Following the procedure Professor Ashkan said: ‘We knew how important the violin is to Dagmar so it was vital that we preserved function in the delicate areas of her brain that allowed her to play.
‘We managed to remove over 90 percent of the tumour, including all the areas suspicious of aggressive activity, while retaining full function in her left hand.
‘It was all those finer details of the fine control of the left hand, for example somebody playing the violin, the pressure on the string all those fast movements moving between one string to another. That was what was unusual for us.
‘King’s is one of the largest brain tumour centres in the UK. We perform around 400 resections (tumour removals) each year, which often involves rousing patients to carry out language tests, but this was the first time I’ve had a patient play an instrument.’
Three days after the procedure Mrs Turner was well enough to go home to her husband and son.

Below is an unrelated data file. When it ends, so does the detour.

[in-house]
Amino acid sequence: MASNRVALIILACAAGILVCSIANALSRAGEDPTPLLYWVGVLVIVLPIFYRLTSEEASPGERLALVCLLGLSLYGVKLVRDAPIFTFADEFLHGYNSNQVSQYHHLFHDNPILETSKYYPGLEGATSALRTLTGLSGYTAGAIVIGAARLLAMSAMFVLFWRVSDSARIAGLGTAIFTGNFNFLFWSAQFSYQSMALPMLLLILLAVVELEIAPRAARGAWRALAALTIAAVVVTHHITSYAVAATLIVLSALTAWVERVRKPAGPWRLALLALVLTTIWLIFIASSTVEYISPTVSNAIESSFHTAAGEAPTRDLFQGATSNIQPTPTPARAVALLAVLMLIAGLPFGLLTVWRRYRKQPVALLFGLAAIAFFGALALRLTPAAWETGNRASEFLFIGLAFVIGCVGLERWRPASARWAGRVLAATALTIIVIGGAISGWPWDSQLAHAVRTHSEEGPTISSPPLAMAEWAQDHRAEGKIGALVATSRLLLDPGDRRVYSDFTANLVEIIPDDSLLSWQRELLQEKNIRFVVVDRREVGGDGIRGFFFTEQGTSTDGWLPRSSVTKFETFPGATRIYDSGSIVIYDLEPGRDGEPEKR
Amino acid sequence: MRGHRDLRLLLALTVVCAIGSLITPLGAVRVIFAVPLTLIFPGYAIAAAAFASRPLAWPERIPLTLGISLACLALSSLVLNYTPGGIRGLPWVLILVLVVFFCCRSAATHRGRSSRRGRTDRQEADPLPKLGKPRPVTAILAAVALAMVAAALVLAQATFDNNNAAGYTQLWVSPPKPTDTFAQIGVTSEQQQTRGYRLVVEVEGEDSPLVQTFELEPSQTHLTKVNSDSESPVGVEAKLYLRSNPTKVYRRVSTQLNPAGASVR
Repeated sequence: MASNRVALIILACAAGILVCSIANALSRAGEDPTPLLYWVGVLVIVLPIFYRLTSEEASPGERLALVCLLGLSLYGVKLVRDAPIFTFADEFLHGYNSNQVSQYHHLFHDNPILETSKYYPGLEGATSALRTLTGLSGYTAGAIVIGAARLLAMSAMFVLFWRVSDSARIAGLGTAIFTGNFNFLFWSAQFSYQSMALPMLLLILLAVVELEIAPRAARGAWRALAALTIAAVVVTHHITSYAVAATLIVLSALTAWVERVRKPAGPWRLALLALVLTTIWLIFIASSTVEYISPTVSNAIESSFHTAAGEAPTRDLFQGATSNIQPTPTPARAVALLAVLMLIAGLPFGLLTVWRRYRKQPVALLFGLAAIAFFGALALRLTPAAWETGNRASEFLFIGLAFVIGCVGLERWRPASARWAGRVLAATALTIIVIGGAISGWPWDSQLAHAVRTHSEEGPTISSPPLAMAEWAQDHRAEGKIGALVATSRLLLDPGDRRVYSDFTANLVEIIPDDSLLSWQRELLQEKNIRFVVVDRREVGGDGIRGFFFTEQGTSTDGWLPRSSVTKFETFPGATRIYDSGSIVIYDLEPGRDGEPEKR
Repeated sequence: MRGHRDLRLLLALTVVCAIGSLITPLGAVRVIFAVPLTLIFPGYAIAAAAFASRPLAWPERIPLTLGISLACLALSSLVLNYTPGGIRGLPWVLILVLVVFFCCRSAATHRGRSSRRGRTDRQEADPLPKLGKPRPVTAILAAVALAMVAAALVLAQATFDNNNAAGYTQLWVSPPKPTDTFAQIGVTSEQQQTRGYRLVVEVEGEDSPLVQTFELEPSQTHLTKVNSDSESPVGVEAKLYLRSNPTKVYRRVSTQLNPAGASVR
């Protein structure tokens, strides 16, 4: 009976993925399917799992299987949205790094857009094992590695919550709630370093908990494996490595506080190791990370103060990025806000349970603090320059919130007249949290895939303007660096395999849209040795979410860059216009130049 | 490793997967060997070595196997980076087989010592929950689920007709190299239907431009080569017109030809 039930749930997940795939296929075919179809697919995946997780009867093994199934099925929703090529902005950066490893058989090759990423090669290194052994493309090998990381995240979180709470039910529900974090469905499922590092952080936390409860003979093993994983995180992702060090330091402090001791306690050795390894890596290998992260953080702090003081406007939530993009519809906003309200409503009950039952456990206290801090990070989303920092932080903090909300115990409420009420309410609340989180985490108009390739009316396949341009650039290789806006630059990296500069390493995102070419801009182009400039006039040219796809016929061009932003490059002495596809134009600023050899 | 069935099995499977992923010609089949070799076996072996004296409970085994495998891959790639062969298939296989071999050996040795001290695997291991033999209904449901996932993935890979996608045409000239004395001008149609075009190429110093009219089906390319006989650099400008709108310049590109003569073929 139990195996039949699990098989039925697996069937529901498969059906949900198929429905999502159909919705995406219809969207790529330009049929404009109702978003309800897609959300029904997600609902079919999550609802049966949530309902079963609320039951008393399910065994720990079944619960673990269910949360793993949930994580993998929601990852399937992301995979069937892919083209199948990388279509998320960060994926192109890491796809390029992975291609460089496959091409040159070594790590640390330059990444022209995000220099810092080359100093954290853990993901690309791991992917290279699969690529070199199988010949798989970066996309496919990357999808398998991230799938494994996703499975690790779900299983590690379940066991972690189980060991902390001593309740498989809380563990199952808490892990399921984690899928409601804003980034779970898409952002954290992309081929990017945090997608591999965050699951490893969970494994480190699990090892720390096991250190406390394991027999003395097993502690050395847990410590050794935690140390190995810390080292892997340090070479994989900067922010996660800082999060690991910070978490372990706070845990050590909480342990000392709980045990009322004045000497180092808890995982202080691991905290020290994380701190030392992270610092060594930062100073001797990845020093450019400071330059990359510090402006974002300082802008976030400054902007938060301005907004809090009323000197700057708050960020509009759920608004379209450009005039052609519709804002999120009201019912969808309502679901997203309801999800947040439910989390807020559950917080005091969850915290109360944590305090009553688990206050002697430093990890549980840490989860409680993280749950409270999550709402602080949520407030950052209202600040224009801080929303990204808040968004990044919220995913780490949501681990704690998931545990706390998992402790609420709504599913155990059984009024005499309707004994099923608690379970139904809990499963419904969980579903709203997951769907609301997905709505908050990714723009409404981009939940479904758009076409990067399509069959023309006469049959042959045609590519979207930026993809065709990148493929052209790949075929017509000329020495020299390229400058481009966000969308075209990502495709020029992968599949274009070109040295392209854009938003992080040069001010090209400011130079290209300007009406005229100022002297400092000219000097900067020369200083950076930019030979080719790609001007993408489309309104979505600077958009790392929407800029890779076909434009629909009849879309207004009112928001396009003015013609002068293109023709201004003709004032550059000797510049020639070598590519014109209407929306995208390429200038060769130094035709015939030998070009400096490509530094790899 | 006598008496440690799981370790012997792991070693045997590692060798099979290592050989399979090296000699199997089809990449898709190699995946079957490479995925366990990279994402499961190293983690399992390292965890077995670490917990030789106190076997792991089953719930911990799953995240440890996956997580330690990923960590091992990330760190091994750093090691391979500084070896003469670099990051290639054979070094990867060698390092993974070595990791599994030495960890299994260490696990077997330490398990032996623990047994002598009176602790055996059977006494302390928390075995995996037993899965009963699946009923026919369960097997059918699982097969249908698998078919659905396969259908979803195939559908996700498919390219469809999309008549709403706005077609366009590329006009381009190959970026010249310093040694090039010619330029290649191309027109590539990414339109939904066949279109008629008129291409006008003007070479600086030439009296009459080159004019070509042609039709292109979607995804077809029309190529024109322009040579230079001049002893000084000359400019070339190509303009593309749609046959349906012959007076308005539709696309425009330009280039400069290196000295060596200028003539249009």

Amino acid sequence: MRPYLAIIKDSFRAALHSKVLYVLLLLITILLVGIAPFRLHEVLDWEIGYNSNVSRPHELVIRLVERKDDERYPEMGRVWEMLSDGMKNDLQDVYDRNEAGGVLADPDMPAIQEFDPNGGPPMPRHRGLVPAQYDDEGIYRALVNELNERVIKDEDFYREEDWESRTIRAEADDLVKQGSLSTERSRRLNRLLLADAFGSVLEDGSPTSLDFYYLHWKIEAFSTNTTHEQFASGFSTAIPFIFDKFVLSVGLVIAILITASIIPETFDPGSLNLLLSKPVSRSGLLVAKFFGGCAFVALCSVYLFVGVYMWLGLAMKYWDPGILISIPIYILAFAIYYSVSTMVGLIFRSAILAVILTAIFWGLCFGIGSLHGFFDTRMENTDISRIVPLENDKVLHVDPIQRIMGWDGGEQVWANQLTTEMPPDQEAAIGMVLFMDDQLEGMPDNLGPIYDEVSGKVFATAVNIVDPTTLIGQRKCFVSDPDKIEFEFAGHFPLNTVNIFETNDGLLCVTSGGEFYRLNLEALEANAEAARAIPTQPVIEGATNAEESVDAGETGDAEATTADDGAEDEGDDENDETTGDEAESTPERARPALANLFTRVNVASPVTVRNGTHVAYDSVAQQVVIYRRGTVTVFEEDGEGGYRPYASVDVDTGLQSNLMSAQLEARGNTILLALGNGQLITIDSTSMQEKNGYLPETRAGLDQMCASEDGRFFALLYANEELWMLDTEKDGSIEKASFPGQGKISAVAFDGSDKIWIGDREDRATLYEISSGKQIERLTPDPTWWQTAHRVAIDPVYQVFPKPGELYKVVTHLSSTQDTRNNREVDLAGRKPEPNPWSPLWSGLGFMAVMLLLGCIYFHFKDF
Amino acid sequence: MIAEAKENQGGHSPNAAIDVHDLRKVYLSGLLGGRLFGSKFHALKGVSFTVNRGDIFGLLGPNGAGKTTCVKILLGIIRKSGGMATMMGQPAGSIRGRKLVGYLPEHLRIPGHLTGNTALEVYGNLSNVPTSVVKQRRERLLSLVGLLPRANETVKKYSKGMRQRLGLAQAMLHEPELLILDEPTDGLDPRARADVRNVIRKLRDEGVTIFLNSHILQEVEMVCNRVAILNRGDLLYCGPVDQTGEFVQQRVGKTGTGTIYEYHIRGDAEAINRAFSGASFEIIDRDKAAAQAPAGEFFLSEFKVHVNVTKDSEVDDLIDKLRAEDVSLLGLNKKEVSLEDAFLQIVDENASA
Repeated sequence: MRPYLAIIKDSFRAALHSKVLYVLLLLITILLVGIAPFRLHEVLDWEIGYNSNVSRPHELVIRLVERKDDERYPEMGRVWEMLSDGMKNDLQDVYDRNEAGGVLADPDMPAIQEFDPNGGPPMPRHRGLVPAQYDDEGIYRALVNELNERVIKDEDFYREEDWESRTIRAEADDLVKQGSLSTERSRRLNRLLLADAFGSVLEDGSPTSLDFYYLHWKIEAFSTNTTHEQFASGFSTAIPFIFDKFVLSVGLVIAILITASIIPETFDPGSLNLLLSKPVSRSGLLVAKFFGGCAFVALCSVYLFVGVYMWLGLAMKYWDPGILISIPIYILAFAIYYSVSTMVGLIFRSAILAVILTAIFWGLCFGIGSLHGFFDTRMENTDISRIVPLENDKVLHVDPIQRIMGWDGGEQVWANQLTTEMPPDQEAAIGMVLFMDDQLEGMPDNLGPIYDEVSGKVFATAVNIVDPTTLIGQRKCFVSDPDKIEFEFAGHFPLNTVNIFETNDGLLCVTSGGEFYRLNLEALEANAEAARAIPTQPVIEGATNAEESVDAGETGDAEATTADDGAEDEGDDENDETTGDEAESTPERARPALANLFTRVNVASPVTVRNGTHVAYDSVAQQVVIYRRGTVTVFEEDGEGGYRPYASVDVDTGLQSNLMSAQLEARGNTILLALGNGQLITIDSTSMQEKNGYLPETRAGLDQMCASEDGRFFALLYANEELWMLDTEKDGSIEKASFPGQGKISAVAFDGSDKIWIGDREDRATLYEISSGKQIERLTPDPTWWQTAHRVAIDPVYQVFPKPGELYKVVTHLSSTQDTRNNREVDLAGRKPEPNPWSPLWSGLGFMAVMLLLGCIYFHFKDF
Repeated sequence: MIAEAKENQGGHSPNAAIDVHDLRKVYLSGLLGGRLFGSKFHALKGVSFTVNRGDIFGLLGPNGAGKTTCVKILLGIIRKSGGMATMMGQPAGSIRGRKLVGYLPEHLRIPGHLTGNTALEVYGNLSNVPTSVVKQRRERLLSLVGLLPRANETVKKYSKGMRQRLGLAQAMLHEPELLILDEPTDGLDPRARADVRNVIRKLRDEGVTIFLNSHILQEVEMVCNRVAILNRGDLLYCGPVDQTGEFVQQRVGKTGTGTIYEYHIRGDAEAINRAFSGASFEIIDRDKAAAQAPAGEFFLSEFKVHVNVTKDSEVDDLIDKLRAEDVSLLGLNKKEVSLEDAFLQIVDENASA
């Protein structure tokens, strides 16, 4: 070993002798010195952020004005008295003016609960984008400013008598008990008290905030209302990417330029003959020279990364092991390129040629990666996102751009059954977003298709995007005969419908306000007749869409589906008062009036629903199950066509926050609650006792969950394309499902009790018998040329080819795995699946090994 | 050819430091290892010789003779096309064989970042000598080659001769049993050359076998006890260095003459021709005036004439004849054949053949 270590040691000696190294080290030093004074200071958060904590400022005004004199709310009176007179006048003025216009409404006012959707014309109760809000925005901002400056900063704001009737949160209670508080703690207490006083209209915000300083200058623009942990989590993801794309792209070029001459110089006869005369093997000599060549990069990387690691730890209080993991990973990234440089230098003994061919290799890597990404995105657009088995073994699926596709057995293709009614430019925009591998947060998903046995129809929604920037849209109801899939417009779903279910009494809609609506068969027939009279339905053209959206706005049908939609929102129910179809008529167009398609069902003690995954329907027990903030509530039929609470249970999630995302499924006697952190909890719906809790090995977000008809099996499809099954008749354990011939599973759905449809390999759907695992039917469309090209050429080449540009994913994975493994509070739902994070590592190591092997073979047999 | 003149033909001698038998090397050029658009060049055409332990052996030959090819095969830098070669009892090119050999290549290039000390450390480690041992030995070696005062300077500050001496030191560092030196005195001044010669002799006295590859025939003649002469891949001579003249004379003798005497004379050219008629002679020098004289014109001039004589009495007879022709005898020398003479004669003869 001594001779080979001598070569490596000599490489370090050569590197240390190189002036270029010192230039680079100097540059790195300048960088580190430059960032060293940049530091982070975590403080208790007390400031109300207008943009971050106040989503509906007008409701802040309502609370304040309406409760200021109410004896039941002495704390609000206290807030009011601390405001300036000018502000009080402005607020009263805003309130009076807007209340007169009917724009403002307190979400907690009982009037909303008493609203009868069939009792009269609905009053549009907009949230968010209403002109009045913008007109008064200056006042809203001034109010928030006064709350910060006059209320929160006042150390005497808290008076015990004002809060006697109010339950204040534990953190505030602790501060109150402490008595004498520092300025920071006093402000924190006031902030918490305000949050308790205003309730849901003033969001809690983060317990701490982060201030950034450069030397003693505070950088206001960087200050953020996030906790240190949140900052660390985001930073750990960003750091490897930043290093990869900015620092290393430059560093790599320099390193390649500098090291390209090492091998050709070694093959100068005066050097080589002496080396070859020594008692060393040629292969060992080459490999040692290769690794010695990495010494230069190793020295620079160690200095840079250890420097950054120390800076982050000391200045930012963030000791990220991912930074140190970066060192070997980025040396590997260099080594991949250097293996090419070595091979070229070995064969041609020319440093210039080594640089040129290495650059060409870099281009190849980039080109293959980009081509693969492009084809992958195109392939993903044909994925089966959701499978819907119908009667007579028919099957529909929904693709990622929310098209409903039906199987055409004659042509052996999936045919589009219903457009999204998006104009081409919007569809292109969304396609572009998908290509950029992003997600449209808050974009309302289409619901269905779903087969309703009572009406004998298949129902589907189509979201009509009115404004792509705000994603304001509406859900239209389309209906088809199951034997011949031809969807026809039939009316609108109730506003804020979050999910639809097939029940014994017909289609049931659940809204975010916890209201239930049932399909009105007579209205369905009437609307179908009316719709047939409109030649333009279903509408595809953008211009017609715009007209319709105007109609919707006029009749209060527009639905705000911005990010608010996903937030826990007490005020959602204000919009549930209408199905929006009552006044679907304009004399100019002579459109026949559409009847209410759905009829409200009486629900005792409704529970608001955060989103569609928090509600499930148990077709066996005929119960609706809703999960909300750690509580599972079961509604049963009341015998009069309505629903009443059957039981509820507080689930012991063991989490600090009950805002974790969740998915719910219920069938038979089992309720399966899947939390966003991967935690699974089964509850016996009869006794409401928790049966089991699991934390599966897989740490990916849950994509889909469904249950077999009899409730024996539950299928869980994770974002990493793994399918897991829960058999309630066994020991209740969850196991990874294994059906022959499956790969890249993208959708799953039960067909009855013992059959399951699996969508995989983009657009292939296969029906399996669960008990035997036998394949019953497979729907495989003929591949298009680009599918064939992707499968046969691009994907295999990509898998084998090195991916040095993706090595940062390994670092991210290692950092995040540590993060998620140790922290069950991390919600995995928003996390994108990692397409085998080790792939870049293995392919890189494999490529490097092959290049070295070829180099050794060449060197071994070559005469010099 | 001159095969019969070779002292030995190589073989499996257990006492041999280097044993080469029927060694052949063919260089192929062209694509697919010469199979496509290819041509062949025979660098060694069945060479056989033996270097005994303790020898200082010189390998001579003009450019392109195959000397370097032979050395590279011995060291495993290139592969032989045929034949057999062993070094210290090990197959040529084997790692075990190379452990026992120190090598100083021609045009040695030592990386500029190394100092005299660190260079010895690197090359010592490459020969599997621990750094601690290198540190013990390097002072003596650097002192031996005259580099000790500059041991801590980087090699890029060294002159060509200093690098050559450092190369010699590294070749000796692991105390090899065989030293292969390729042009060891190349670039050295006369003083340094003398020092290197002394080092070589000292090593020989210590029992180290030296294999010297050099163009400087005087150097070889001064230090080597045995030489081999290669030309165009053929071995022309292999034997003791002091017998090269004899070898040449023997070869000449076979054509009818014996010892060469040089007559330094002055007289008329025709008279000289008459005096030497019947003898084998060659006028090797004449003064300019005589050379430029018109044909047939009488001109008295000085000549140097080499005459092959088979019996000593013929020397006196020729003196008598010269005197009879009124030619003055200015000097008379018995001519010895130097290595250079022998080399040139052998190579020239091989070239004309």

CAN YOU HAVE BRAIN SURGERY WHILE AWAKE?
Awake brain surgery, also known as awake craniotomy, is a type of operation that requires a person to be alert while under the knife.
An awake craniotomy may be carried out to treat a tumour in an area of the brain that controls vision, movement or speech.
It ensures the surgeon treats the correct area of the brain while lowering the risk of damage to the region that controls language, speech and motor skills.
It can be difficult to pinpoint these areas before surgery, while an awake operation allows a surgeon to know which areas of the brain controls these functions so they can be avoided.
The procedure starts by a patient taking medication that makes them sleepy, before numbing drugs are applied to the scalp.
The doctor will then remove part of the skull to reach the brain.
During the surgery, sedative medications are stopped to allow the patient to wake up.
The patient may then be asked questions, told to move, count or identify pictures off a card.
This helps the surgeon identify and avoid ‘functional’ areas of the brain.
Some of the risks include:
- Vision, speech or learning problems
- Memory loss
- Poor balance or co-ordination
- Leaking spinal fluid
- Weak muscles
Source: Mayo Clinic